MADRID, Dec. 13 (Portaltic/EP) –
Canada has given the green light to a class action lawsuit against Epic Games by parents and guardians who allege that underage players’ addiction to Fortnite is similar to drug dependency, specifically cocaine.
Three parents from Quebec City have sued the US-based video game developer, alleging that the creators of the title deliberately designed this game. to make it “highly addictive”.
Due to the characteristics of the ‘battle royale’, the plaintiffs consider that Fortnite has harmed children, who have suffered “psychological, physical and financial damage”, according to CTV News.
The accusations related to the economic aspect are due to the fact that the video game offers the exclusive currency of the title, V Bucks, that is purchased with real money within Fortnite.
In fact, according to the plaintiffs, these children would have spent “hundreds of dollars”, sometimes without their knowledge, on characters and other features of the game, according to the class action lawsuit filed against Epic Games.
This also alludes to the fact that the video game generates great addiction. So much so that one of the minors affected, identified as JO.Z, would have played Fortnite for more than 7,781 hours in less than two years. Many of those games, moreover, would have lasted until three in the morning.
Another of the minors, on the other hand, would have accumulated 59,954 minutes in the video game games, which is equivalent to have been playing for 42 days in a row and uninterrupted.
The Quebec court that has given the green light to this complaint has indicated that “there is no certainty” that these accusations are realbut that this “does not exclude the possibility that the game is in fact addictive” and that, furthermore, “it is presumed that its creator and distributor is aware of it.”
Another of the outstanding aspects of this lawsuit is that the parents of one of the alleged victims have compared the addiction that can generate a dependency similar to that of drugs. Specifically, cocaine. Furthermore, one of the parents who signed the complaint has presented before the court a medical report in which his son was diagnosed as a cyber addict.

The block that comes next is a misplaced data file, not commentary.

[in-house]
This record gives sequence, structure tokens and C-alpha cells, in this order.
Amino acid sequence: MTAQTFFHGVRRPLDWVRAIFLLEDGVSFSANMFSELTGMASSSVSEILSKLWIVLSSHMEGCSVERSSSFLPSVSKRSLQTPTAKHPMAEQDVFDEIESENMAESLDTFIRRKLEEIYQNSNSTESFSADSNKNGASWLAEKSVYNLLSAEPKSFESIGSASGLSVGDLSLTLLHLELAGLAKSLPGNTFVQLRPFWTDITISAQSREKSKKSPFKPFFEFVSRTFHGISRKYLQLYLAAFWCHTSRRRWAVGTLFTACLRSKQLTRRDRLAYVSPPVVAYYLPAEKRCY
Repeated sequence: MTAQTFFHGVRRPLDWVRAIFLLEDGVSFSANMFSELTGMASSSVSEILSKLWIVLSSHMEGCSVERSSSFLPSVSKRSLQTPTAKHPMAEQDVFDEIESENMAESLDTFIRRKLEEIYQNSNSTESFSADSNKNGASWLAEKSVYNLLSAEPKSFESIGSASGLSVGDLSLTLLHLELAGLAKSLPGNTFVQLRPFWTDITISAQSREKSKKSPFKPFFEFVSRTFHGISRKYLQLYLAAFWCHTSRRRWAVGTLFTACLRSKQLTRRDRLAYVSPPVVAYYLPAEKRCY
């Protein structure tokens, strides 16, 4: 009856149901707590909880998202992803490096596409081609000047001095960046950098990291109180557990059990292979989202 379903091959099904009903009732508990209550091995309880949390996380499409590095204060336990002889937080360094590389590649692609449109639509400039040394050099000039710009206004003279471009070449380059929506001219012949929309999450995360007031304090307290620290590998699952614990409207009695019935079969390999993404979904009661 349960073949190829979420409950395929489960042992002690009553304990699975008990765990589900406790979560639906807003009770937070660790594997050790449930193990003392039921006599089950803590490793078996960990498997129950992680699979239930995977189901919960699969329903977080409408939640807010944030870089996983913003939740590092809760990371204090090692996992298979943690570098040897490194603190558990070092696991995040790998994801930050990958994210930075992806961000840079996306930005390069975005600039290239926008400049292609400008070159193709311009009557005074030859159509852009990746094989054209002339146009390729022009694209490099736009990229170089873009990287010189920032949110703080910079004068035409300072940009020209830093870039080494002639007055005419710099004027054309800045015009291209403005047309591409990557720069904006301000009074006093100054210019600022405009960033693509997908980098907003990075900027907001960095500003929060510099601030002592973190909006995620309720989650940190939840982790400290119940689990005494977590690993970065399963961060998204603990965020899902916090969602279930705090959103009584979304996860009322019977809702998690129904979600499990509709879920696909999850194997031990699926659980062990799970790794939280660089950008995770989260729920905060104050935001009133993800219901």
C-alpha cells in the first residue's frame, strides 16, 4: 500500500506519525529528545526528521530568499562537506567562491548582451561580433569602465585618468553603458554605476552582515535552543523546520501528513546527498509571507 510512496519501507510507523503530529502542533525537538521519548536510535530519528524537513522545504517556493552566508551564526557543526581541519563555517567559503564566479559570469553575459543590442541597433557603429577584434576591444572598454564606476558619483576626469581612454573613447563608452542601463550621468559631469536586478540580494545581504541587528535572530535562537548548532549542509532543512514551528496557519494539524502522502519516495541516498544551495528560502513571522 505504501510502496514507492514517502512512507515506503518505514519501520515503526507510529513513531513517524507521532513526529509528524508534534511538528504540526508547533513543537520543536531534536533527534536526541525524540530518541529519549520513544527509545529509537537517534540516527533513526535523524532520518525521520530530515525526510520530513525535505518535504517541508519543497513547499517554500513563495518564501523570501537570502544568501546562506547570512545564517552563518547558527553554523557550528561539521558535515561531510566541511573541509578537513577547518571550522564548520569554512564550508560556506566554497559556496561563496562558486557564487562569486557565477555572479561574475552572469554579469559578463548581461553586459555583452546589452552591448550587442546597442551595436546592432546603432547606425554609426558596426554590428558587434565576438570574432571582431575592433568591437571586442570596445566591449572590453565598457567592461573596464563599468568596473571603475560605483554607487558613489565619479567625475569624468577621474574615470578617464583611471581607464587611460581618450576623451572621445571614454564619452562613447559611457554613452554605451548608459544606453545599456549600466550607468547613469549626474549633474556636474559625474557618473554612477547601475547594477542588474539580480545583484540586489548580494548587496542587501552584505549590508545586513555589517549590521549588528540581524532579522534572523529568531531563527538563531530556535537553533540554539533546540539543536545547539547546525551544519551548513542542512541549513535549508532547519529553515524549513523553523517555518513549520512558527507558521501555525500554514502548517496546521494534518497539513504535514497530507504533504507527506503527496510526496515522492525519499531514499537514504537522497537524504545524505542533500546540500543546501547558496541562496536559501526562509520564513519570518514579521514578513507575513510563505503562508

For its part, Epic Games has argued that these allegations are unsubstantiated and that this report was not part of a formal diagnosis. Likewise, it has insisted that there is no clear definition that defines this alleged disorder or addiction.
In this sense, Epic Games has the support of the American Psychiatric Associationwho shares this assessment, despite the fact that the judge maintains that the World Health Organization (WHO) has classified this problem as a disease since 2018.
The video game developer has a period of 30 days to appeal these accusations, although, if it does not, it must defend itself in court once this first stage of the judicial process is over.
In statements collected by CTV News, the developer has insisted that it has “industry leading parental controls” that offer parents and guardians the opportunity to supervise their children’s digital experience.
Likewise, the company spokesperson, Nathalie Muñoz, has reported that they plan to show that this complaint is not justified. At the moment, Epic Games has 30 days to appeal said sentence.